In an examination of the U.S. bulk power system through 2024, the North American Electric Reliability Corp. has determined that the most significant threats to reliability will be downward trends in reserve margins, uncertain impacts of environmental rules and an ongoing resource mix transformation, according to TransmissionHub.
NERC on Nov. 12 released the findings in its 2014 Long-Term Reliability Assessment (LTRA), a broad perspective on the adequacy of the generation, demand-side resources and transmission systems necessary to meet bulk power system reliability needs over the next decade.
NERC examined indicators for resource adequacy over the planning period, including load forecasts, expected resources, and transmission additions, and recommended the three challenge areas as a focus for industry, regulators and policy makers in the near future.
According to the report, reserve margins are trending downward in some assessment areas because of ongoing generation retirements, despite low load growth. In addition, a large amount of existing conventional generation may be vulnerable to retirement as a result of pending environmental regulations.
In its recommendations, NERC said that it will raise awareness of resource adequacy challenges, support ongoing initiatives to address declining reserve margins, and use its 2014 probabilistic assessments to offer in-depth understanding of the interplay between resource availability and projected hourly demand.
NERC conducts biannual probabilistic assessments to supplement the LTRA to provide a common set of probabilistic reliability indices and recommendations. The probabilistic metrics used in the assessment are annual loss-of-load hours, expected unserved energy, and expected unserved energy as a percentage of net energy for load for two common forecast years.
The assessment found that fossil-fuel generation is under high risk from existing and proposed environmental regulations. According to the LTRA, existing regulations and lower gas prices contributed to the retirement of about 39 GW of generation from coal and other fossil fuels between 2011 and 2013, and natural gas grew to 40 percent of the on-peak generation mix, up from 28 percent in 2009.
Pending regulation from the Environmental Protection Agency could lead to additional coal-fired generation retirements beyond NERC’s reference case of between 47 GW and 68 GW by 2025. NERC said that these retirements would further reduce reserve margins and accelerate the nation’s reliance on natural gas and variable energy resources, such as wind and solar.
To combat these conditions, NERC recommended that the industry conduct an ongoing assessment of generation and transmission adequacy plans to respond to existing and pending environmental regulations.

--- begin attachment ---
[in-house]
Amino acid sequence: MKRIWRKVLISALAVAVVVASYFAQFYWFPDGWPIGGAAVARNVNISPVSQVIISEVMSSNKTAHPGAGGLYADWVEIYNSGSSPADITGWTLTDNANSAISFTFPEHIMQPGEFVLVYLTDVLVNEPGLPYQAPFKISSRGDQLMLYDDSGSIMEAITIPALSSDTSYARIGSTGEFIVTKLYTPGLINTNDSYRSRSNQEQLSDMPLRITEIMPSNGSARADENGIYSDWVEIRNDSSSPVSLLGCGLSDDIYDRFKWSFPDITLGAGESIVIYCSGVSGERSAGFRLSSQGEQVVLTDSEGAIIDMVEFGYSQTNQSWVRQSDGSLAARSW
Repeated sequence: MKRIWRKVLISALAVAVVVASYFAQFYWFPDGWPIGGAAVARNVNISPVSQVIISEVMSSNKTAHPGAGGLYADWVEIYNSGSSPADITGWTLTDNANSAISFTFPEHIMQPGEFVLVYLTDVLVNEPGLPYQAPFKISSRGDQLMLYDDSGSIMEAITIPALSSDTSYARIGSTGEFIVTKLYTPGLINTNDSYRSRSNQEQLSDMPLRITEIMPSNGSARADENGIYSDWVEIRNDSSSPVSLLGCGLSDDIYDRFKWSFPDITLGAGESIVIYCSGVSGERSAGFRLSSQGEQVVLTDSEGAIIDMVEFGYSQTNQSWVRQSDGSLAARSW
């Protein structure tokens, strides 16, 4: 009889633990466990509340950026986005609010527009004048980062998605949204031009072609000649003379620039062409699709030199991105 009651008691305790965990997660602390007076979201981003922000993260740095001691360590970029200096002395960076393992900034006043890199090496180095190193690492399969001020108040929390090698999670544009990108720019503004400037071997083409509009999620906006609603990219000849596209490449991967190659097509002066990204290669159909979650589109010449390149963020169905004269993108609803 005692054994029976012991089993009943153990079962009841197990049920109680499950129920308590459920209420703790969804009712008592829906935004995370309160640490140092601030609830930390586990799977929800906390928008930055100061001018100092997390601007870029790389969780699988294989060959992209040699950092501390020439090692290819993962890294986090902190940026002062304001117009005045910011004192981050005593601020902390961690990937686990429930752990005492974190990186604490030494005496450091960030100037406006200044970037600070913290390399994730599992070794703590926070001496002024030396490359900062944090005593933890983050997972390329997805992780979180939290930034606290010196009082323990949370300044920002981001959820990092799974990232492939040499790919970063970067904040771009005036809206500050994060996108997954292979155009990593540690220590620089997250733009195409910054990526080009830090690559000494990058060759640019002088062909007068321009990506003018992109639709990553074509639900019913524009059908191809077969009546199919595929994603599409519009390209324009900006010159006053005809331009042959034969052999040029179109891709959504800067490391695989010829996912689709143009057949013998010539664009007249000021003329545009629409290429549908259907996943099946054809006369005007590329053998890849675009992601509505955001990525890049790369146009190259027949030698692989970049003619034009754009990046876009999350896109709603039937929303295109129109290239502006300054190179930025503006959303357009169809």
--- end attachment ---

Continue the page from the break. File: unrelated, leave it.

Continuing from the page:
The LTRA also noted that changes to the bulk power system will require new approaches to assess reliability.
According to the report, federal and state environmental regulations, coupled with lower natural gas prices, have caused the current shift away from conventional capacity to increasing amounts of natural gas, wind and solar resources. As part of its recommendation to address issues related to this shift, NERC said that the electric and gas sectors should coordinate efforts to understand system reliability needs and determine if more transportation or resource capacity is needed.
In addition, these sectors should integrate fuel availability and deliverability into resource adequacy assessments. NERC further urged its Essential Reliability Services Task Force to continue efforts to develop additional metrics for measuring the reliability impacts of a resource mix that is increasingly dependent on variable resources.
As a supplement to these three main reliability issues, NERC identified transmission siting, permitting, and other right-of-way issues as areas that could warrant special assessment in the future. Citing the 7,400 circuit miles of transmission line currently under construction, 20,622 circuit miles of planned lines, and 7,360 miles of conceptual lines, NERC recommended that resource planners recognize the long planning cycles necessary for transmission development.
NERC said that aging infrastructure also presents potential ongoing risks to reliability. According to the report, investment in new transmission infrastructure by investor-owned utilities has increased substantially over the past 15 years but varies significantly across NERC regions. NERC noted that although capital investment, engineering resources, and labor resources for infrastructure replacement are in short supply, the industry is committed to ongoing grid upgrades and maintenance.
The LTRA includes reliability findings, transmission outlooks and system enhancements for 15 assessment areas.
According to the report, the Midcontinent ISO (MISO) could lose 23,000 MW of coal capacity and subsequently increase natural gas generation within its footprint. MISO may need to modify its tariff to minimize potential reliability impacts of growing demand and supply/transportation constraints of natural gas.